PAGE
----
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Charles Chaput: Advice for Denver archbishop as he takes on troubled Philadelphia archdiocese

The appointment of Denver Archbishop Charles Chaput to succeed embattled Cardinal Justin Rigali as the Archbishop of Philadelphia is receiving mostly positive reviews in his new home city, at least thus far. That may say more about antipathy for Rigali, who critics accuse of failing to deal forthrightly with an epidemic of sexual-abuse charges against priests, than it does about enthusiasm for Chaput, a largely unknown quantity in the area. But this response should buy Chaput a little time. And he'll need it.

Chaput has not been entirely immune to criticism about the handling of sexual abuse allegations in Colorado. Note the case of Katia Birge, who says she was raped by a Catholic lay minister when she was 25. SNAP, the Survivors Network of those Abused by Priests, chastised Chaput in the matter, which ended last December via a church settlement with Birge. For the most part, though, the Denver archbishop has been quicker to act than many of his peers, as noted in this excerpt from a piece in the Philadelphia Daily News.

One example of how Chaput handles such allegations: In April 2010, a man came to the Denver Archdiocese alleging he'd been abused by a priest in the 1970s. Within a week, the Archdiocese had suspended the priest and reported him to law enforcement although the statute of limitations prevented any action against him.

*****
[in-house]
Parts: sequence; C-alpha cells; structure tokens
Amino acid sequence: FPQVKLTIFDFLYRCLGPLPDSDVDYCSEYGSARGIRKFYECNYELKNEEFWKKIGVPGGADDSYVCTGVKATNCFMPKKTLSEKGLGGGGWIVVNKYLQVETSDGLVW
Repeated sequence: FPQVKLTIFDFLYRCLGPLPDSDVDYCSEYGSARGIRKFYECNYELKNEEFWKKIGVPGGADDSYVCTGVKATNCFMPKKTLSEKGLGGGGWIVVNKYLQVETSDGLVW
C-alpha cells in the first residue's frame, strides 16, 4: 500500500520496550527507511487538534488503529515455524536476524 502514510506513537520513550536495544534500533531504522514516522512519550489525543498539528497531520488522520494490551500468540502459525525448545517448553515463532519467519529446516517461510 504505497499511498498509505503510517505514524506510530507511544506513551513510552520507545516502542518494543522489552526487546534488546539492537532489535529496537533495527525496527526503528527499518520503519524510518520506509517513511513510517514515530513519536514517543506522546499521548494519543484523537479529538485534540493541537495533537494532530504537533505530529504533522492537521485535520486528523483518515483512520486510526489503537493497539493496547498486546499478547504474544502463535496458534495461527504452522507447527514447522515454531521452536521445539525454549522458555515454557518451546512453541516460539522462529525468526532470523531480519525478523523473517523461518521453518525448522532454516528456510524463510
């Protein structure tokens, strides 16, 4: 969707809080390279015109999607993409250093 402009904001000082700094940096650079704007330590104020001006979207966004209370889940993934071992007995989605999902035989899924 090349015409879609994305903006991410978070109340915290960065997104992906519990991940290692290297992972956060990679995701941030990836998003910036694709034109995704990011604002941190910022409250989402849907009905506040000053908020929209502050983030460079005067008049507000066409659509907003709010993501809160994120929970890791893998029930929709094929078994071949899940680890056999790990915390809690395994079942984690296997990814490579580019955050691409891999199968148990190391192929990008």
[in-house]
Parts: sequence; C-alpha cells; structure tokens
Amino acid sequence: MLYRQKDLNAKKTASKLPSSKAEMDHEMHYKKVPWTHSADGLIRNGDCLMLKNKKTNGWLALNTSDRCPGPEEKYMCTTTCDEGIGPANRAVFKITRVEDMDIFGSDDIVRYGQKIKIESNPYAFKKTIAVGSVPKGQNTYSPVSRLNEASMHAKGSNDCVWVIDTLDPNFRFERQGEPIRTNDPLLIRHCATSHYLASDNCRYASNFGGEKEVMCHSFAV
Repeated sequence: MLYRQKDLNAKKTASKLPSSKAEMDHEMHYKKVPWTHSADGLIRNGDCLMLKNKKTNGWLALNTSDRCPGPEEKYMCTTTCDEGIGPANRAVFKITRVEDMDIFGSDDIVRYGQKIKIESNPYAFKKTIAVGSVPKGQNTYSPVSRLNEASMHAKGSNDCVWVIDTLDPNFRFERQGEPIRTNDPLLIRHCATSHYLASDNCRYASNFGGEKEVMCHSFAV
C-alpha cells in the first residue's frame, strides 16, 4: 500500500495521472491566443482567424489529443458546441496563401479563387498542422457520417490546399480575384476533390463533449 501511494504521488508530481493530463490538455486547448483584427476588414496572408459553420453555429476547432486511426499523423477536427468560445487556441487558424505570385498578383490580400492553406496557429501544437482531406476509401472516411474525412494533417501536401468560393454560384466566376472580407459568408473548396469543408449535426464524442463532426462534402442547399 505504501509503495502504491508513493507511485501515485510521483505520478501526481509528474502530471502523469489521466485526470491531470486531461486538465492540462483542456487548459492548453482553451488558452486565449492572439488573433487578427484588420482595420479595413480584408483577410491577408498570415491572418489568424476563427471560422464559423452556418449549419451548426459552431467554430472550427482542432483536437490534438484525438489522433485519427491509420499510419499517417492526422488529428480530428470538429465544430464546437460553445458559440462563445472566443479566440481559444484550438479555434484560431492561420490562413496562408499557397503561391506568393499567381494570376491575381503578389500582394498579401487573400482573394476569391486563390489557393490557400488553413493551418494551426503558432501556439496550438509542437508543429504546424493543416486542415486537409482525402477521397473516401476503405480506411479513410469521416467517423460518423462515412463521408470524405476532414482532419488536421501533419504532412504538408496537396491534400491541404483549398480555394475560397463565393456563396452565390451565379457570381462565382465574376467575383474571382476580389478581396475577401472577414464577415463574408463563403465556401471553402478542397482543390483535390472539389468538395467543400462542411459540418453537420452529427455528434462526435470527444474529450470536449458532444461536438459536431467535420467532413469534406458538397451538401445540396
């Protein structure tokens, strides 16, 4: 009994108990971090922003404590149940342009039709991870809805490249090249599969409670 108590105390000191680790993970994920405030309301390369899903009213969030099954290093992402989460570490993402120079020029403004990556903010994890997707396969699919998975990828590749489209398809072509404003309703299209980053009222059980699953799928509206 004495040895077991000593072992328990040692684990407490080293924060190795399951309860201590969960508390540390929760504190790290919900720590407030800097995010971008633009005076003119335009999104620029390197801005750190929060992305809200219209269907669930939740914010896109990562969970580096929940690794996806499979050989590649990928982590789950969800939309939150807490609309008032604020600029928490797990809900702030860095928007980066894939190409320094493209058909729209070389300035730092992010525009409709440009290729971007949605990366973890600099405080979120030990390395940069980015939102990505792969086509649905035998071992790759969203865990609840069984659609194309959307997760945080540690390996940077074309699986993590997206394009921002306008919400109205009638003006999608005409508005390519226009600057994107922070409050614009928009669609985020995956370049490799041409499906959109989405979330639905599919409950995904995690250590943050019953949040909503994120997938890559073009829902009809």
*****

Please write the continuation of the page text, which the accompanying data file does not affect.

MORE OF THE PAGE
Another attribute that should stand Chaput in good stead: Since being appointed Denver archbishop in 1997, he's become more politically nimble. Note his willingness to stand alongside pro-choice politicians like Representative Jared Polis while pursuing immigration reform even as he wades into culture-war issues like children's access to violent video games. And he'll need all this acumen to navigate the treacherous waters in Philadelphia, where locals will need plenty of convincing before anointing him the archdiocese's savior.

As an example, check out a column by the Daily News' Ronnie Polaneczky. After declaring that Chaput is "cut from the same conservative cloth" as Rigali, she polls assorted church reformers for what advice they'd offer the new guy.

Sister Maureen Turlish, who heads Voice of the Faithful Philadelphia, says, "I'd ask Chaput to see that being a 'good' Catholic doesn't require that you blindly follow church leadership," says Turlish. "I would tell him, 'We are not the enemy. We are good Catholics. We need to work together.'" She'd also like Chaput to open church records involving the sex-abuse scandals, which stretch back decades.

Along these lines, Susan Matthews, co-administrator of the blog Catholics4Change, suggests a three-point to-do list:

• Protect the children of the Archdiocese.

• End the clericalism that isolates the church from its people.

• Give every sex-abuse victim a chance to receive justice.

Winning over the likes of Turlish and Matthews won't be easy for Chaput. But no big job ever is.

More from our News archive: "Archbishop Charles Chaput puts Obama administration on notice about abortion funding."


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